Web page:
- Increase support for renewable fuel and electricity, and by encourage electricity generators to pursue environmentally
sustainable electricity generation in preference to environmentally harmful generation (for example through the carbon
- Explore options for optimising new sources of power, such as wind, wave and biomass, and the transmission issues
associated with such an approach.
- Research the possibility of New Zealand meeting all future growth in demand from renewable energy sources, including
evaluating the costs, economic structures and system implications of a focus on renewables.
- Develop a long-term road map (National Energy Strategy), exploring a wide range of potential scenarios and creating
plans for transition towards a substantially renewable energy powered electricity system.
- Continue to prohibit nuclear power generation in New Zealand.
Saving energy also saves money - affordability and efficiency go hand in hand. Labour will help New Zealand reach the
target of 20% improvement in energy efficiency by 2012, and therefore help save consumers money as well.
During our next term in government, Labour will:
- Use the mandate of the Electricity Commission to help progress the 20% improvement in energy efficiency by 2012
- Improve New Zealand’s uptake of energy efficient technologies and systems by increasing funding for EECA and projects
that increase our energy efficiency through grants, carbon credits and loans. For example, this could include:
- Additional funding for EECA’s loans scheme that helps fund the installation of solar water heaters in homes.
- Further support for EECA’s project to retrofit insulation into low-income homes, so that all houses are fitted by
- Develop and implement the Ministry for the Environment's Warm Homes Project, which has combined
environment/health/energy efficiency gains – getting low-income homes away from energy sources such as coal fires.
- As part of the Warm Homes Project, investigate the possibility of a subsidy scheme to assist homeowners to convert to
cleaner sources of home heating and implement energy efficiency measures.
- Make building and home energy efficiency a major consideration for buyers by introducing a Home Energy Rating Scheme.
- Make future buildings healthier, more comfortable, and cheaper to run by:
- Improving building standards to raise insulation levels.
- Simplifying sustainable building.
- Requiring consideration of passive solar design and solar hot water systems, or incorporation of connections for these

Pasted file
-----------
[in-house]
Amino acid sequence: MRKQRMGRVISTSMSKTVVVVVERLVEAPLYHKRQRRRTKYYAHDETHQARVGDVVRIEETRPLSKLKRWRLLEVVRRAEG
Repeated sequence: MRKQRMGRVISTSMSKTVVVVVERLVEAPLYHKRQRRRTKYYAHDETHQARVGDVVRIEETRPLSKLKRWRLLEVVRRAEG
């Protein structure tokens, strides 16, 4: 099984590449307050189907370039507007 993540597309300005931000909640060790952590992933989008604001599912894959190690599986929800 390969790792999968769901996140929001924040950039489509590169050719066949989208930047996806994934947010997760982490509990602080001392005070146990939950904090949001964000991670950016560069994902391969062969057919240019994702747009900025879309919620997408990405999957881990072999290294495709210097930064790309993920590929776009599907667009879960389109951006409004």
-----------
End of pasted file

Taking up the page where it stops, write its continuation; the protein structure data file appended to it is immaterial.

for future installation. These distributed systems, along with efficient low-emission fireplaces, reduce electricity
demand and will be encouraged.
- Continue improving efficiency of large and small appliances by increasing minimum energy performance standards (MEPS)
and introducing them for new classes of appliances such as lighting, particularly for appliances primarily used during
peak load times.
- Encourage the provision of modern, accurate and informative electricity meters for New Zealand homes, to improve
customers' ability to monitor household energy use.
- Ensure it is possible for small-scale renewable energy projects to fairly connect to the national grid.
Although the date at which world oil production will peak and then begin to decline is not certain, the effects of this
decline on our economy and society are so significant that we must be proactive by reducing our dependence on oil, and
by contingency planning in case the decline happens before we are fully prepared. While renewable electricity generation
capacity grows every year, our transport sector, which accounts for about half of our total energy use, is still almost
100% reliant on oil based petrol, diesel and aviation fuel. Given our small size, remote location and oil import
dependency, New Zealand is particularly vulnerable to international supply shocks. During our next term in government,
- Set up an interdepartmental working party to work in conjunction with community groups, business and other
stakeholders to assess the effects of the peak in world oil production on all aspects of New Zealand society.
- Prepare plans for mitigating the effects of a sustained increase in the price of oil over a variety of timeframes.
- Address issues of security of supply, by holding tenders for additional oil storage to bring New Zealand’s stocks up
to the required 90 days supply. This will reduce New Zealand’s vulnerability to short term international disruptions.
- Continue moves toward a more sustainable transport system by:
- Facilitating the introduction of biofuels.
- Encouraging the uptake of efficient vehicles.
- Introducing stricter border controls for imported vehicles.
- Introducing vehicle fuel efficiency labeling.
- Continuing improvements in public transport and traffic demand management.
- Investigating congestion pricing.
During our next term in government, Labour will:
- Implement the Gas Sector Industry Governance arrangements to provide the regulatory framework necessary to protect the
interests of both the people of New Zealand and gas sector participants.
- Ensure that customer switching protocols are standardised and upgraded to ensure barriers to customer switching are
- Ensure that efficient and effective arrangements are in place for the proper handling of consumer complaints, and that
model contract terms and conditions between consumers and retailers are developed.
- Ensure that an open access regime across transmission pipelines is established so that gas market participants can
access transmission pipelines on reasonable terms and conditions.